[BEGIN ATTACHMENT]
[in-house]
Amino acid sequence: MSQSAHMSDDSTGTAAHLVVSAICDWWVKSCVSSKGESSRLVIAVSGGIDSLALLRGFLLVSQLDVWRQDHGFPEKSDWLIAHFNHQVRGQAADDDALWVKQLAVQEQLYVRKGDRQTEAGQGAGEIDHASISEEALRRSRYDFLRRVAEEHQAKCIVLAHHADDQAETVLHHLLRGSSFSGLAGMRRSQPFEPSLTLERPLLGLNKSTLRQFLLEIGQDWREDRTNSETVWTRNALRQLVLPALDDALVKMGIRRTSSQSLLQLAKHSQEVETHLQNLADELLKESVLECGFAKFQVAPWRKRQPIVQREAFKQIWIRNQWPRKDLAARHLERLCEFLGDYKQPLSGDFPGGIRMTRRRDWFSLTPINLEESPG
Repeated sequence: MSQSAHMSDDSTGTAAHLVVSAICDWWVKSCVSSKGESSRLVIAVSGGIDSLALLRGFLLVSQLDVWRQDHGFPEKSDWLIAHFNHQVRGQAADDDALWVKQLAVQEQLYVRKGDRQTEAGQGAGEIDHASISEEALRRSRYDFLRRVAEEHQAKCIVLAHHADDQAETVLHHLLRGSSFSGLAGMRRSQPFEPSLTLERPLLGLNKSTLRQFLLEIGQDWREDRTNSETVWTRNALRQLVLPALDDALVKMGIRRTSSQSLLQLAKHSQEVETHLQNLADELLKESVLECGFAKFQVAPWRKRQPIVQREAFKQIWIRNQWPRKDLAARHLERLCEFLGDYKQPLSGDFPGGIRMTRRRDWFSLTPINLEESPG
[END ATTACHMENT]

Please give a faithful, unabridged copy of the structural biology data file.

[in-house]
Amino acid sequence: MSQSAHMSDDSTGTAAHLVVSAICDWWVKSCVSSKGESSRLVIAVSGGIDSLALLRGFLLVSQLDVWRQDHGFPEKSDWLIAHFNHQVRGQAADDDALWVKQLAVQEQLYVRKGDRQTEAGQGAGEIDHASISEEALRRSRYDFLRRVAEEHQAKCIVLAHHADDQAETVLHHLLRGSSFSGLAGMRRSQPFEPSLTLERPLLGLNKSTLRQFLLEIGQDWREDRTNSETVWTRNALRQLVLPALDDALVKMGIRRTSSQSLLQLAKHSQEVETHLQNLADELLKESVLECGFAKFQVAPWRKRQPIVQREAFKQIWIRNQWPRKDLAARHLERLCEFLGDYKQPLSGDFPGGIRMTRRRDWFSLTPINLEESPG
Repeated sequence: MSQSAHMSDDSTGTAAHLVVSAICDWWVKSCVSSKGESSRLVIAVSGGIDSLALLRGFLLVSQLDVWRQDHGFPEKSDWLIAHFNHQVRGQAADDDALWVKQLAVQEQLYVRKGDRQTEAGQGAGEIDHASISEEALRRSRYDFLRRVAEEHQAKCIVLAHHADDQAETVLHHLLRGSSFSGLAGMRRSQPFEPSLTLERPLLGLNKSTLRQFLLEIGQDWREDRTNSETVWTRNALRQLVLPALDDALVKMGIRRTSSQSLLQLAKHSQEVETHLQNLADELLKESVLECGFAKFQVAPWRKRQPIVQREAFKQIWIRNQWPRKDLAARHLERLCEFLGDYKQPLSGDFPGGIRMTRRRDWFSLTPINLEESPG